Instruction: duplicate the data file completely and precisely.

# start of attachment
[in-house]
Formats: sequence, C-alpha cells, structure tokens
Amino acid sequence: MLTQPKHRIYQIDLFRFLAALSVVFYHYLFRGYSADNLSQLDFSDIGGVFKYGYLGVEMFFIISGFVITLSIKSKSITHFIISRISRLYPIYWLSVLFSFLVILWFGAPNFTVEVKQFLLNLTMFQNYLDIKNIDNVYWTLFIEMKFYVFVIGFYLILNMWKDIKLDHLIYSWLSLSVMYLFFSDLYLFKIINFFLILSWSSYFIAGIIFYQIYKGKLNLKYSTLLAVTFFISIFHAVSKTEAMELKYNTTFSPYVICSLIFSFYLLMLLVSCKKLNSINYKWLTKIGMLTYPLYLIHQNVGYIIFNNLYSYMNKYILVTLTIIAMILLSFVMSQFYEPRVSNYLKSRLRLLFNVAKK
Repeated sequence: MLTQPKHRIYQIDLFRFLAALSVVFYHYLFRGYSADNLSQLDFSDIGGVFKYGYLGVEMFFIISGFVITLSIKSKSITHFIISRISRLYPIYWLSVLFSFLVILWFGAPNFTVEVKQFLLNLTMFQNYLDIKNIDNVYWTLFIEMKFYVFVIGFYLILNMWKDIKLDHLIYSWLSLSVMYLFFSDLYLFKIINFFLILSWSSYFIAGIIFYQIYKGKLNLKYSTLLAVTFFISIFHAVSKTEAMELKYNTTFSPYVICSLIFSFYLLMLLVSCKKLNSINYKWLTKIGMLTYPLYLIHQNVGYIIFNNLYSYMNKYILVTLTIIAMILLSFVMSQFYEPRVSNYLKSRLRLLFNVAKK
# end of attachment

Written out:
[in-house]
Formats: sequence, C-alpha cells, structure tokens
Amino acid sequence: MLTQPKHRIYQIDLFRFLAALSVVFYHYLFRGYSADNLSQLDFSDIGGVFKYGYLGVEMFFIISGFVITLSIKSKSITHFIISRISRLYPIYWLSVLFSFLVILWFGAPNFTVEVKQFLLNLTMFQNYLDIKNIDNVYWTLFIEMKFYVFVIGFYLILNMWKDIKLDHLIYSWLSLSVMYLFFSDLYLFKIINFFLILSWSSYFIAGIIFYQIYKGKLNLKYSTLLAVTFFISIFHAVSKTEAMELKYNTTFSPYVICSLIFSFYLLMLLVSCKKLNSINYKWLTKIGMLTYPLYLIHQNVGYIIFNNLYSYMNKYILVTLTIIAMILLSFVMSQFYEPRVSNYLKSRLRLLFNVAKK
Repeated sequence: MLTQPKHRIYQIDLFRFLAALSVVFYHYLFRGYSADNLSQLDFSDIGGVFKYGYLGVEMFFIISGFVITLSIKSKSITHFIISRISRLYPIYWLSVLFSFLVILWFGAPNFTVEVKQFLLNLTMFQNYLDIKNIDNVYWTLFIEMKFYVFVIGFYLILNMWKDIKLDHLIYSWLSLSVMYLFFSDLYLFKIINFFLILSWSSYFIAGIIFYQIYKGKLNLKYSTLLAVTFFISIFHAVSKTEAMELKYNTTFSPYVICSLIFSFYLLMLLVSCKKLNSINYKWLTKIGMLTYPLYLIHQNVGYIIFNNLYSYMNKYILVTLTIIAMILLSFVMSQFYEPRVSNYLKSRLRLLFNVAKK